Ron could feel that the foal's back muscles were in a severe spasm. Ron applied acupressure to the spinal points to loosen the muscles and hopefully to allow the twisted spine to correct itself. Linda channeled Reiki energy to the foal's head to calm him. Although Ron would have liked to do more, he stopped when the foal needed a respite from the acupressure. When the Briels finished, the foal was asleep.

The next day, the barn owner told them that when she checked the foal 8 hours after the treatment his twisted back and hips were perfectly straight. He was much stronger, and was galloping around his stall. His hind legs, although not yet straight, were much better. By the time he and his dam left a few days later, the foal's back and legs were straight and strong.


The therapies Ron and Linda utilize are compatible with veterinary care and the Briels often work at equine therapy facilities or hospitals. One patient, Sunny, a 20-year-old Thoroughbred mare, was in an equine clinic under the veterinarian's care. She had just been diagnosed with peritonitis, a massive infection of her abdominal cavity, which is usually fatal. Sunny had several intravenous drips and was running a high fever when the Briels arrived that evening at the owner's request. Linda did Reiki on Sunny's poll and Ron began acupressure treatments of points on Sunny's hip and abdomen. She had very sore muscles. The Briels worked on Sunny for less than an hour but during that time her temperature and stress level both dropped, though neither was back to normal.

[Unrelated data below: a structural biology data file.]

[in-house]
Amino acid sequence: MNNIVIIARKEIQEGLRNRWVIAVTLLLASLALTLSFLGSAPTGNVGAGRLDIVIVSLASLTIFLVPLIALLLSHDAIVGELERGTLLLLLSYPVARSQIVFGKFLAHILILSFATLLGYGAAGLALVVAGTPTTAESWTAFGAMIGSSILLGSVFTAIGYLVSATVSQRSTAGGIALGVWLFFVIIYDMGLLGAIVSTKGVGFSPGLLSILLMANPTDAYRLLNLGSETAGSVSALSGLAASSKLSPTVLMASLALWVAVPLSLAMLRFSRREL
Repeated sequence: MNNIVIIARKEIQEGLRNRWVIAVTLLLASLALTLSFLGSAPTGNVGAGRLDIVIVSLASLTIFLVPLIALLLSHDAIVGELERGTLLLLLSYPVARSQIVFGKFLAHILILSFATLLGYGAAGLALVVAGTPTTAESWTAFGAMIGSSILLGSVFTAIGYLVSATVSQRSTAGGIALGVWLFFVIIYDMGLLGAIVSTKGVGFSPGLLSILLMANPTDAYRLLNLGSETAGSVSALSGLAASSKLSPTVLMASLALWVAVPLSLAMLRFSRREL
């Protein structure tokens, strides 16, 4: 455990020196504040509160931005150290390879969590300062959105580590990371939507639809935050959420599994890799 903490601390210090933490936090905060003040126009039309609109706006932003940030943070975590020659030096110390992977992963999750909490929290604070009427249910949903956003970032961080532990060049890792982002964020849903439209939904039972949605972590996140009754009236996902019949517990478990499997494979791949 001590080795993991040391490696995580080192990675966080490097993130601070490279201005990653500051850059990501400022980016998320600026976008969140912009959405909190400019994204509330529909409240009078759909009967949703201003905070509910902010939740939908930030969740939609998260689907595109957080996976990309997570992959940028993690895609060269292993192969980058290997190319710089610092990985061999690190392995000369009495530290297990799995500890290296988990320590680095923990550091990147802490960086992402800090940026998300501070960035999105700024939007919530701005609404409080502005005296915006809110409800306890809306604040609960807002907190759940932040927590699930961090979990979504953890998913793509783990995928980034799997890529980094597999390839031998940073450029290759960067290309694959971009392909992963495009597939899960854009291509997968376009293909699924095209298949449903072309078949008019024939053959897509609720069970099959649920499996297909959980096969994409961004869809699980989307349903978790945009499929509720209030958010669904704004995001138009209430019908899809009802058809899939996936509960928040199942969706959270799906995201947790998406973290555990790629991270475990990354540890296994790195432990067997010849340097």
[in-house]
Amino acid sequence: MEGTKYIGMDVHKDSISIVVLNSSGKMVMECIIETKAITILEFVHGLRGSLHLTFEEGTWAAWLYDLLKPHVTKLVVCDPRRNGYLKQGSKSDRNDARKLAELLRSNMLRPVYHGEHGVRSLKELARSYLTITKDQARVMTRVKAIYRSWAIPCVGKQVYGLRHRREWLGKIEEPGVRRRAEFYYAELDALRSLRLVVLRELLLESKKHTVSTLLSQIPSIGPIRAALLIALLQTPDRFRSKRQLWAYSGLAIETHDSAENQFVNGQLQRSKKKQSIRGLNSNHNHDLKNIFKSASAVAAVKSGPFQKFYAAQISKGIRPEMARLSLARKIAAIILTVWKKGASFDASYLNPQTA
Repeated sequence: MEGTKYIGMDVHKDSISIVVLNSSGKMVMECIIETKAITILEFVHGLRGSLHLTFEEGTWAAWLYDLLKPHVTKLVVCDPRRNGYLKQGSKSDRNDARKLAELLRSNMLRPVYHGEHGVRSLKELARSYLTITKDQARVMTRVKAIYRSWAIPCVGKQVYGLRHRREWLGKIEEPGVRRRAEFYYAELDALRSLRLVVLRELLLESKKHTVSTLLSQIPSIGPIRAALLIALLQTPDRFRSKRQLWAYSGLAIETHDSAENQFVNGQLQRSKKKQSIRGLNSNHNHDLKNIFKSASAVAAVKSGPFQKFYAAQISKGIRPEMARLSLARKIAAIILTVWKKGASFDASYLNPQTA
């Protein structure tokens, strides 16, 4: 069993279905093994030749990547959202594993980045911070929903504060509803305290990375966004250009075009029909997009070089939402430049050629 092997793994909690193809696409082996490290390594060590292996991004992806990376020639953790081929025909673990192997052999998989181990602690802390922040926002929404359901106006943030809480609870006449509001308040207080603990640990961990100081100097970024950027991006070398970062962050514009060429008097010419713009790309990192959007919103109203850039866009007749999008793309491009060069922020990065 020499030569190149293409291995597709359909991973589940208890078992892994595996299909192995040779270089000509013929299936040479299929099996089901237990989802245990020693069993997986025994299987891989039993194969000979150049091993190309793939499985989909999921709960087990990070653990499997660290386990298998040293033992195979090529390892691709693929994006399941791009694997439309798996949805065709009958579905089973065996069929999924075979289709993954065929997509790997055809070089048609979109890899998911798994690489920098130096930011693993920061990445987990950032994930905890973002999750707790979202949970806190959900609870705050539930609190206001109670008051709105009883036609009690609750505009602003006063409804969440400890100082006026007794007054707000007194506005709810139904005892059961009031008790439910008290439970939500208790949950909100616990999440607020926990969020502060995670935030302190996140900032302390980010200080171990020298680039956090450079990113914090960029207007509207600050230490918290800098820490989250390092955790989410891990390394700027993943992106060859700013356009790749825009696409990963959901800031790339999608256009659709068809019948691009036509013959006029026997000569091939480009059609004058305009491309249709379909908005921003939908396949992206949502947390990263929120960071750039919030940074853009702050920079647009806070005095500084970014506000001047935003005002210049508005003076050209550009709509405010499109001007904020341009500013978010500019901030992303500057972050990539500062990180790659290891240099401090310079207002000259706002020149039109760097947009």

Sunny was sent home after three days and the Briels went to treat her on her first day home. She was still very sore and was not eating her food. After Ron gave her acupressure on her Bladder, Gall Bladder and Conception meridians, Sunny began to breathe more easily. After the treatment, she ate all her food. The Briels continued to treat Sunny once a week for three weeks, then once every two weeks for a month. She then went onto a maintenance program of every 6 to 8 weeks. Sunny is now 25, and continues to go on light trail rides with her person.